String theorist and particle physicist Professor David Gross, from Kavli Institute for Theoretical Physics, Santa Barbara, was in India recently to participate in Strings 2015, an annual conference on String Theory, at Bengaluru. He was awarded the Nobel Prize in Physics, along with Frank Wilczek and David Politzer, in 2004, for the discovery of asymptotic freedom, which opened out the field of Quantum chromodynamics. He is also the chairperson of the advisory board of International Centre for Theoretical Sciences, Bengaluru (ICTS). Prof. Gross spoke to Shubashree Desikan about String Theory and the absurdity of retiring at 60. Excerpts:
You have been a keen observer of politics and science in the world, especially India.
I have been coming to India for around 20 years. Ten years back, India was beginning to emerge from a period of stagnation. Talking to people in the government or high up, it was clear that there was a desire to invest in education, and research in science and technology. But my colleagues here, save a few, were very pessimistic. Since then, I have been involved in helping Spenta Wadia [Director, ICTS] and his colleagues develop the ICTS here, which is a marvellous project. One of the motivations to establish the ICTS is to have an institute that brings together physicists, astronomers, cosmologists, mathematicians, biologists all under one roof, talking and helping solve questions posed by nature. I always felt India has enormous potential. Here, there is a 5,000-year-old culture with great respect for mathematics and science and, for the last century or two, a great tradition of scientific institutes.
India has mainly been a home for theory…
Theory is cheap. India has had a great tradition of excellence in mathematics and theoretical physics. Tradition and culture, and role models, are important. Experimental sciences are much more expensive, and require bigger investments. But they are absolutely necessary.
Is it possible to continue pursuing just theory and neglect experiments?
No, it’s not healthy… to some extent the world is so open that it is possible to get by for a while by borrowing innovations made elsewhere, but this must, and will, change. But this requires commitment, investment of significant resources and also having the self-confidence that one can compete at the world level. There’s absolutely no reason why you [in India] shouldn’t have that confidence.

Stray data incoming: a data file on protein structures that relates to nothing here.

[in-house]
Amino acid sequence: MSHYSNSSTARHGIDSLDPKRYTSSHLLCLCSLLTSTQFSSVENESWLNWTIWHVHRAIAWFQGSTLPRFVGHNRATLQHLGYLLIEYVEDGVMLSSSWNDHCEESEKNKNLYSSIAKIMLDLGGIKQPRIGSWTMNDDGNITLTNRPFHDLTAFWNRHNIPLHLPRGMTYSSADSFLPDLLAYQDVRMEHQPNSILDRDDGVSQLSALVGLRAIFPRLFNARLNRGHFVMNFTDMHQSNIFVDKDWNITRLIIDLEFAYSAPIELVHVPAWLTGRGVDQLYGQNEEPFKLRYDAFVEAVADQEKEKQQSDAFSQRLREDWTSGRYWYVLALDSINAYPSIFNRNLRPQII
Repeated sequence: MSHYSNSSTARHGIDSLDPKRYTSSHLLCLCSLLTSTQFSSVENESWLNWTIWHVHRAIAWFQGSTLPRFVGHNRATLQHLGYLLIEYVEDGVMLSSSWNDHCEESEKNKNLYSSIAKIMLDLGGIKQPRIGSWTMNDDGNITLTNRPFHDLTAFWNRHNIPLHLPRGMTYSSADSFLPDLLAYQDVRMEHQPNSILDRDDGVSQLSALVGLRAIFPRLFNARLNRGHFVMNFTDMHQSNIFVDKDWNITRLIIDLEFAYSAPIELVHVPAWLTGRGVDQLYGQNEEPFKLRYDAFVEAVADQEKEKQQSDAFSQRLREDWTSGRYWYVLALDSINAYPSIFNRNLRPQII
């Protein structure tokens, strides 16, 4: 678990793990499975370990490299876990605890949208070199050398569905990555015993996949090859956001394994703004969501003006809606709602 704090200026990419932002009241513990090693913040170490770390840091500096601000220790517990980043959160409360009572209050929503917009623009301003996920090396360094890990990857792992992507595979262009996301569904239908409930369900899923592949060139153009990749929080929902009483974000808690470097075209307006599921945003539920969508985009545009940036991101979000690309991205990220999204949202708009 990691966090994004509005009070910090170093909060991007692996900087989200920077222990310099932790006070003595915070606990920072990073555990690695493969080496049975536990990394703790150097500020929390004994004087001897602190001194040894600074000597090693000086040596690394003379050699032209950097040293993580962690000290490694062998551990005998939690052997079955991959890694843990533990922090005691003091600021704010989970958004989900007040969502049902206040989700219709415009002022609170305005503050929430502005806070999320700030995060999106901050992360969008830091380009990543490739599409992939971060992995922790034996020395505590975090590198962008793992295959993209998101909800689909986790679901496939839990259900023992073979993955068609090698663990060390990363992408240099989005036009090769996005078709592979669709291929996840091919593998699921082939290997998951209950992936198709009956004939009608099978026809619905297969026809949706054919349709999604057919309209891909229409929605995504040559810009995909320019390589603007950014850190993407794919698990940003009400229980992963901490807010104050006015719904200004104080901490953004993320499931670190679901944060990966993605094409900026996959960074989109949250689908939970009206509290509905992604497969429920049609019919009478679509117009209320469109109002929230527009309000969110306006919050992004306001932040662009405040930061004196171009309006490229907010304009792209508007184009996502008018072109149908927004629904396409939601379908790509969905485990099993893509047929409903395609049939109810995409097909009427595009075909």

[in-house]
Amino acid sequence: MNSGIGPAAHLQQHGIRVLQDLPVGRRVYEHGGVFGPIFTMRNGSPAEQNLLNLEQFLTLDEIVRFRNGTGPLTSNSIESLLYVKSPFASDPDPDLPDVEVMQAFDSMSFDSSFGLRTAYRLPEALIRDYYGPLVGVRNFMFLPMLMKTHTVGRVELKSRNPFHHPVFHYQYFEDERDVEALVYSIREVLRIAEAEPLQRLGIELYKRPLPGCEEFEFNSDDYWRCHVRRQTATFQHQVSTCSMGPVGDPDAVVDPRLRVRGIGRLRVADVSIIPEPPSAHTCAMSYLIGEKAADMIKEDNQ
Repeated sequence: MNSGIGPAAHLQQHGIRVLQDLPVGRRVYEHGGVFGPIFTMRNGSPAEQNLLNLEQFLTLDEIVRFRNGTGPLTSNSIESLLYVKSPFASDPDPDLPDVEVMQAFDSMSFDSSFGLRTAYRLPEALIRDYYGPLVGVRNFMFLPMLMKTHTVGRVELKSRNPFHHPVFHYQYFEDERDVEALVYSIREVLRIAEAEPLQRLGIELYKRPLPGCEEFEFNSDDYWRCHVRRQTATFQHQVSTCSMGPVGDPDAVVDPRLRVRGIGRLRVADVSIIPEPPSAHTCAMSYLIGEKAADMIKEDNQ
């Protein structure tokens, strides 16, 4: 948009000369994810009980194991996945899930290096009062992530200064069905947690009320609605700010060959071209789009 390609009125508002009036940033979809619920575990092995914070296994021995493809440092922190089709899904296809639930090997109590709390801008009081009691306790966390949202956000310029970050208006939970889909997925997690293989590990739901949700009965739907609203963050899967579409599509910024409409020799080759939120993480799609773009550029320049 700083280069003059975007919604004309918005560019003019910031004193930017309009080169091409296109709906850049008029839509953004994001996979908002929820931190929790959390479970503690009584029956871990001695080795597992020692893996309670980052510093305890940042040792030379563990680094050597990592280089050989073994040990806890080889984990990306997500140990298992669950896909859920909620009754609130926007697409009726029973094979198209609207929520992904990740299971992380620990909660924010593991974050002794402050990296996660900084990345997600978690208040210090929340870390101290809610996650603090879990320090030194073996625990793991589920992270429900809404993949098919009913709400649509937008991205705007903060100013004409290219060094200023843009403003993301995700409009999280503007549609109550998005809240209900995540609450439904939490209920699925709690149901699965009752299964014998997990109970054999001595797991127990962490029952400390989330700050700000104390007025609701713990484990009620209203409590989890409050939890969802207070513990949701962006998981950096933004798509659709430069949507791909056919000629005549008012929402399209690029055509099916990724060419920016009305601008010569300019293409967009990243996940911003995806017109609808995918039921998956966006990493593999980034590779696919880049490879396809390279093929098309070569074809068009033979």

You have been observing the changes in procedures for faculty appointments in India. Would you comment on that?
Yes, because I chair the international advisory board of the ICTS. One of the things I have observed that is most destructive and silly is the government’s policy towards early retirement. People are forced to retire here at the age of 60 [65 in some institutes]. That might have been sensible in the 1950s when people lived till 60 (laughs). But now people live till 90. It’s an incredible waste of resources. India is not a country that has a wide, deep pool of talented people, especially people who can be scientific leaders; there is an enormous shortage.
I am 74 and have no intention of retiring. Nobody wants me to retire; in fact, it’s just the opposite. It is extremely difficult to find people in their 60s, which is the optimal age at which people can assume scientific leadership.
I also feel that India is violating a fundamental human right. Age discrimination is as discriminatory as judging people by their religion, colour, race or gender. Some people at 60 have been sleeping since they were 20. Some people will go on being productive into their 90s.
What are the challenges facing String Theory?
There are many. Most useful would be to find some clue from nature as to whether we are going in the right direction. Some experimental hint as to what the right direction is would be a big help. We have these big experiments at the LHC [Large Hadron Collider]. They have discovered the Higgs particle, which is a big deal. We are waiting for them to discover other particles. They have just started to run again a few weeks ago. We are all very excited. If they discover some of the things that we have been expecting, that would be the most exciting thing. Or, if they discover something else, something unexpected, it will be even more exciting. Whatever they discover will be of interest, because it will tell us what nature is.
Is the LHC finding evidence for physics beyond the standard model?
We think that they are close to such discoveries, but so far [there is] no definitive evidence. Theorists know that there definitely has to be physics beyond the Standard Model, but the right experimental evidence has not shown up yet. But the LHC has covered less than 10 per cent of its capability. The next few years will cover the rest of it. So, it is a very exciting time.
Physics is always a gamble; it is a game of exploration. That’s the fun of it. We never know for sure what will happen. Sometimes, we theorists can anticipate, but nature is the final judge.
What gives you the energy to work in physics?
It’s fun! If I didn’t have the stamina to go on, at some point, I wouldn’t. One of my main goals in life is not to be bored. That is why physics is so attractive to me. Wonderful questions, wonderful mysteries, and often we find the answer to how nature works. Like Asymptotic Freedom and theory of the nuclear force.
When I was a student, nobody understood anything about nuclear forces. So to have the luck and experience of being able to solve that problem, and then, over the next few decades, to see the theory work is amazing. It’s hard to explain to people who don’t have a mathematical background how beautiful it is. You have both the hope and joy of discovery sometimes — that happens rarely — but there is a greater joy. You can appreciate through not just your work but the work of others, the beauty of nature. What could be better? I am a very lucky man.